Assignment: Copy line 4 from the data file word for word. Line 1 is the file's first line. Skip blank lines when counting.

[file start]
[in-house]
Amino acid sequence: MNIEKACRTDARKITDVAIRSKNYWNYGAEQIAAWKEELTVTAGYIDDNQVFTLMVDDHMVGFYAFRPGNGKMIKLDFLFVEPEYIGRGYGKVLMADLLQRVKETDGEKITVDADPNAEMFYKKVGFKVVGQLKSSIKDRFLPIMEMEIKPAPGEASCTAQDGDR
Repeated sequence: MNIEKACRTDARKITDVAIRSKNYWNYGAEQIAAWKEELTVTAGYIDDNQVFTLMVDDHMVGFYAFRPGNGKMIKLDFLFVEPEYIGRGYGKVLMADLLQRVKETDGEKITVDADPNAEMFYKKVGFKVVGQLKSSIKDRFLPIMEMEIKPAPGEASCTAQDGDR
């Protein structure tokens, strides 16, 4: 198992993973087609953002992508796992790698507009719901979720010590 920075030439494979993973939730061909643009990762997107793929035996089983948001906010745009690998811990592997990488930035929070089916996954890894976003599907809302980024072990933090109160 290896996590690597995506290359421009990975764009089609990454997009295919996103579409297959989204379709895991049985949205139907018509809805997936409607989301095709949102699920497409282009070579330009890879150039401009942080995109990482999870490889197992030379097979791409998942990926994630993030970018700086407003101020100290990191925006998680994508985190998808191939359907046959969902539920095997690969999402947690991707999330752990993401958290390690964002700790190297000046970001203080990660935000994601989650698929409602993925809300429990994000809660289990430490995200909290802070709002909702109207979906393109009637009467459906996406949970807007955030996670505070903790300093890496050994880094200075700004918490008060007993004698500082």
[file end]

């Protein structure tokens, strides 16, 4: 198992993973087609953002992508796992790698507009719901979720010590 920075030439494979993973939730061909643009990762997107793929035996089983948001906010745009690998811990592997990488930035929070089916996954890894976003599907809302980024072990933090109160 290896996590690597995506290359421009990975764009089609990454997009295919996103579409297959989204379709895991049985949205139907018509809805997936409607989301095709949102699920497409282009070579330009890879150039401009942080995109990482999870490889197992030379097979791409998942990926994630993030970018700086407003101020100290990191925006998680994508985190998808191939359907046959969902539920095997690969999402947690991707999330752990993401958290390690964002700790190297000046970001203080990660935000994601989650698929409602993925809300429990994000809660289990430490995200909290802070709002909702109207979906393109009637009467459906996406949970807007955030996670505070903790300093890496050994880094200075700004918490008060007993004698500082």